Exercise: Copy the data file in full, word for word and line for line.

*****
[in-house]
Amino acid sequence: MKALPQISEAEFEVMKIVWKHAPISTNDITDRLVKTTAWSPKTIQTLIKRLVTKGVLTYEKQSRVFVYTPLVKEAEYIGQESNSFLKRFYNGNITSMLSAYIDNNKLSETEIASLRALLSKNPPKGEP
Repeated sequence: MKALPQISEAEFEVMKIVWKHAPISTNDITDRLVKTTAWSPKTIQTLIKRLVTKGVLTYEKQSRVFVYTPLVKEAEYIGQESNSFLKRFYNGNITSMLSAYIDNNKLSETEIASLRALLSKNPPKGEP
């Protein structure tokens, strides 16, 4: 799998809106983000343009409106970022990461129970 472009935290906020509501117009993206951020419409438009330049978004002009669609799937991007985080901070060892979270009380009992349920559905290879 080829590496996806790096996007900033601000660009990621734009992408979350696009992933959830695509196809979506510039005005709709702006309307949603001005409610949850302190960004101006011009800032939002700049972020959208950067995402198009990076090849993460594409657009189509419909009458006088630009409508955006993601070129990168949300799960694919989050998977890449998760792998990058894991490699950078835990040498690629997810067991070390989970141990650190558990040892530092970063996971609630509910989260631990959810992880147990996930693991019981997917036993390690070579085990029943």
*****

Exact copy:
[in-house]
Amino acid sequence: MKALPQISEAEFEVMKIVWKHAPISTNDITDRLVKTTAWSPKTIQTLIKRLVTKGVLTYEKQSRVFVYTPLVKEAEYIGQESNSFLKRFYNGNITSMLSAYIDNNKLSETEIASLRALLSKNPPKGEP
Repeated sequence: MKALPQISEAEFEVMKIVWKHAPISTNDITDRLVKTTAWSPKTIQTLIKRLVTKGVLTYEKQSRVFVYTPLVKEAEYIGQESNSFLKRFYNGNITSMLSAYIDNNKLSETEIASLRALLSKNPPKGEP
């Protein structure tokens, strides 16, 4: 799998809106983000343009409106970022990461129970 472009935290906020509501117009993206951020419409438009330049978004002009669609799937991007985080901070060892979270009380009992349920559905290879 080829590496996806790096996007900033601000660009990621734009992408979350696009992933959830695509196809979506510039005005709709702006309307949603001005409610949850302190960004101006011009800032939002700049972020959208950067995402198009990076090849993460594409657009189509419909009458006088630009409508955006993601070129990168949300799960694919989050998977890449998760792998990058894991490699950078835990040498690629997810067991070390989970141990650190558990040892530092970063996971609630509910989260631990959810992880147990996930693991019981997917036993390690070579085990029943």